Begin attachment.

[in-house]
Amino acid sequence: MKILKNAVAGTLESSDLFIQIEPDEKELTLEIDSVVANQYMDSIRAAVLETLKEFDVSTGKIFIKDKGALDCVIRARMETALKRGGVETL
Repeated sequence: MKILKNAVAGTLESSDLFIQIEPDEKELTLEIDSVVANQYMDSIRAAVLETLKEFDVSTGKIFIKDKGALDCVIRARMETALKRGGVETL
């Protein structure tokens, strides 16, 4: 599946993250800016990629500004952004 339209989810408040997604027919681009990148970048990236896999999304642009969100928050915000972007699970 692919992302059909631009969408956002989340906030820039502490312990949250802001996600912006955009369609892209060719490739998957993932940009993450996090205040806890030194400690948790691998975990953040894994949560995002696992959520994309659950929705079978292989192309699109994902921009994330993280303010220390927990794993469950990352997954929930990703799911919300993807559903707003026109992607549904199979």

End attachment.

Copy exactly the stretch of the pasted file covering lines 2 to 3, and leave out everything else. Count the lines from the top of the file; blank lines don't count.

Amino acid sequence: MKILKNAVAGTLESSDLFIQIEPDEKELTLEIDSVVANQYMDSIRAAVLETLKEFDVSTGKIFIKDKGALDCVIRARMETALKRGGVETL
Repeated sequence: MKILKNAVAGTLESSDLFIQIEPDEKELTLEIDSVVANQYMDSIRAAVLETLKEFDVSTGKIFIKDKGALDCVIRARMETALKRGGVETL